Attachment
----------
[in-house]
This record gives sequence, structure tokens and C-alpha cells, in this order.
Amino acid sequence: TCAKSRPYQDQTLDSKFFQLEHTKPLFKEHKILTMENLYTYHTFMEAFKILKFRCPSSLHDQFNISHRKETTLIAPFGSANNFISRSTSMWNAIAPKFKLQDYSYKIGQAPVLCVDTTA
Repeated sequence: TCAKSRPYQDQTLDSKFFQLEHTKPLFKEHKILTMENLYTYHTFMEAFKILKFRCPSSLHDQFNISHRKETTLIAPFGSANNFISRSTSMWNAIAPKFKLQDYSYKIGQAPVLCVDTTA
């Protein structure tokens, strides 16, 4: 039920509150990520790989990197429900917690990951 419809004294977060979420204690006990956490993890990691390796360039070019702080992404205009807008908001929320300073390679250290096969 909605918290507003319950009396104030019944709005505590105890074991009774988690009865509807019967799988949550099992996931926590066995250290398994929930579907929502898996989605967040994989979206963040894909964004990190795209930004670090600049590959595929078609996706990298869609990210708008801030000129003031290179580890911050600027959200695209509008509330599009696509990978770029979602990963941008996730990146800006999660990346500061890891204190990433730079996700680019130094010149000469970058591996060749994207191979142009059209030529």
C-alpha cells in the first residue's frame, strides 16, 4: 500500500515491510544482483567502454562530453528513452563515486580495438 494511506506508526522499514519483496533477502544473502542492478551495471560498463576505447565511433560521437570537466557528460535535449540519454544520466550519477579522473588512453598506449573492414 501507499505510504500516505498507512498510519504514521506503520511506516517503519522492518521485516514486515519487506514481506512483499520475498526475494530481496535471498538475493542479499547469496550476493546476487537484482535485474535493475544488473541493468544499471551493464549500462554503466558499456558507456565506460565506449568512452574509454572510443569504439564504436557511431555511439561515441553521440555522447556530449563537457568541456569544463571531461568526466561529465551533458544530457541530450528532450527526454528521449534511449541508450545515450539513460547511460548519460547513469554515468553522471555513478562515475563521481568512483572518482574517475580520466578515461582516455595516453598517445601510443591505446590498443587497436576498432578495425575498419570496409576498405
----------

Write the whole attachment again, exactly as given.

[in-house]
This record gives sequence, structure tokens and C-alpha cells, in this order.
Amino acid sequence: TCAKSRPYQDQTLDSKFFQLEHTKPLFKEHKILTMENLYTYHTFMEAFKILKFRCPSSLHDQFNISHRKETTLIAPFGSANNFISRSTSMWNAIAPKFKLQDYSYKIGQAPVLCVDTTA
Repeated sequence: TCAKSRPYQDQTLDSKFFQLEHTKPLFKEHKILTMENLYTYHTFMEAFKILKFRCPSSLHDQFNISHRKETTLIAPFGSANNFISRSTSMWNAIAPKFKLQDYSYKIGQAPVLCVDTTA
């Protein structure tokens, strides 16, 4: 039920509150990520790989990197429900917690990951 419809004294977060979420204690006990956490993890990691390796360039070019702080992404205009807008908001929320300073390679250290096969 909605918290507003319950009396104030019944709005505590105890074991009774988690009865509807019967799988949550099992996931926590066995250290398994929930579907929502898996989605967040994989979206963040894909964004990190795209930004670090600049590959595929078609996706990298869609990210708008801030000129003031290179580890911050600027959200695209509008509330599009696509990978770029979602990963941008996730990146800006999660990346500061890891204190990433730079996700680019130094010149000469970058591996060749994207191979142009059209030529």
C-alpha cells in the first residue's frame, strides 16, 4: 500500500515491510544482483567502454562530453528513452563515486580495438 494511506506508526522499514519483496533477502544473502542492478551495471560498463576505447565511433560521437570537466557528460535535449540519454544520466550519477579522473588512453598506449573492414 501507499505510504500516505498507512498510519504514521506503520511506516517503519522492518521485516514486515519487506514481506512483499520475498526475494530481496535471498538475493542479499547469496550476493546476487537484482535485474535493475544488473541493468544499471551493464549500462554503466558499456558507456565506460565506449568512452574509454572510443569504439564504436557511431555511439561515441553521440555522447556530449563537457568541456569544463571531461568526466561529465551533458544530457541530450528532450527526454528521449534511449541508450545515450539513460547511460548519460547513469554515468553522471555513478562515475563521481568512483572518482574517475580520466578515461582516455595516453598517445601510443591505446590498443587497436576498432578495425575498419570496409576498405